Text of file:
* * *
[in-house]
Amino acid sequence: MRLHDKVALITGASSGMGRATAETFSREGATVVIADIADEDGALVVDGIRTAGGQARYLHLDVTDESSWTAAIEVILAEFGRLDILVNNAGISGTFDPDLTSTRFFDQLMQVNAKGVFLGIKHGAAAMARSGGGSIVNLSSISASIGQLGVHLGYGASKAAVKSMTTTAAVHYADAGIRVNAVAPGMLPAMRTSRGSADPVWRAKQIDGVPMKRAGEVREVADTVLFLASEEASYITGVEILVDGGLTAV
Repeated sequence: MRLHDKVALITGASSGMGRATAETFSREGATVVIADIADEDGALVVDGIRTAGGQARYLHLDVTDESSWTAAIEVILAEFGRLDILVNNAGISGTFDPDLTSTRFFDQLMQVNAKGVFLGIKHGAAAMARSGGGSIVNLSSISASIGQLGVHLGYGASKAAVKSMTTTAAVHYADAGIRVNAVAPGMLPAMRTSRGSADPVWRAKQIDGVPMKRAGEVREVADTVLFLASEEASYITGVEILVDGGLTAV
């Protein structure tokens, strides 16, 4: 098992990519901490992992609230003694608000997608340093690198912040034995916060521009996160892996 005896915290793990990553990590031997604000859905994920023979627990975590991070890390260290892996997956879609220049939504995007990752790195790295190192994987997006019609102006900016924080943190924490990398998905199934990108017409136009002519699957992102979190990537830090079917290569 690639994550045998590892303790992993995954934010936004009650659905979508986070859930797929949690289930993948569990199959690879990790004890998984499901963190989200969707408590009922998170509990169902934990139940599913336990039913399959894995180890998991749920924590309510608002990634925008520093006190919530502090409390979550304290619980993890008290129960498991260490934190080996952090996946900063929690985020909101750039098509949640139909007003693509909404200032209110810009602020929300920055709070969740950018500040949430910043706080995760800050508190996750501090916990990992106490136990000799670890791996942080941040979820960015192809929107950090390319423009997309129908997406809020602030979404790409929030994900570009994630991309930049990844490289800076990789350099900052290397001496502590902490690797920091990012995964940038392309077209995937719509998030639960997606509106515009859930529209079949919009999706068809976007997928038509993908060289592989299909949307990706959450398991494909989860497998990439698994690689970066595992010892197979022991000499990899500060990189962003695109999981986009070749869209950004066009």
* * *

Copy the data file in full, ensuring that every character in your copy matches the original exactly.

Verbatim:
[in-house]
Amino acid sequence: MRLHDKVALITGASSGMGRATAETFSREGATVVIADIADEDGALVVDGIRTAGGQARYLHLDVTDESSWTAAIEVILAEFGRLDILVNNAGISGTFDPDLTSTRFFDQLMQVNAKGVFLGIKHGAAAMARSGGGSIVNLSSISASIGQLGVHLGYGASKAAVKSMTTTAAVHYADAGIRVNAVAPGMLPAMRTSRGSADPVWRAKQIDGVPMKRAGEVREVADTVLFLASEEASYITGVEILVDGGLTAV
Repeated sequence: MRLHDKVALITGASSGMGRATAETFSREGATVVIADIADEDGALVVDGIRTAGGQARYLHLDVTDESSWTAAIEVILAEFGRLDILVNNAGISGTFDPDLTSTRFFDQLMQVNAKGVFLGIKHGAAAMARSGGGSIVNLSSISASIGQLGVHLGYGASKAAVKSMTTTAAVHYADAGIRVNAVAPGMLPAMRTSRGSADPVWRAKQIDGVPMKRAGEVREVADTVLFLASEEASYITGVEILVDGGLTAV
């Protein structure tokens, strides 16, 4: 098992990519901490992992609230003694608000997608340093690198912040034995916060521009996160892996 005896915290793990990553990590031997604000859905994920023979627990975590991070890390260290892996997956879609220049939504995007990752790195790295190192994987997006019609102006900016924080943190924490990398998905199934990108017409136009002519699957992102979190990537830090079917290569 690639994550045998590892303790992993995954934010936004009650659905979508986070859930797929949690289930993948569990199959690879990790004890998984499901963190989200969707408590009922998170509990169902934990139940599913336990039913399959894995180890998991749920924590309510608002990634925008520093006190919530502090409390979550304290619980993890008290129960498991260490934190080996952090996946900063929690985020909101750039098509949640139909007003693509909404200032209110810009602020929300920055709070969740950018500040949430910043706080995760800050508190996750501090916990990992106490136990000799670890791996942080941040979820960015192809929107950090390319423009997309129908997406809020602030979404790409929030994900570009994630991309930049990844490289800076990789350099900052290397001496502590902490690797920091990012995964940038392309077209995937719509998030639960997606509106515009859930529209079949919009999706068809976007997928038509993908060289592989299909949307990706959450398991494909989860497998990439698994690689970066595992010892197979022991000499990899500060990189962003695109999981986009070749869209950004066009």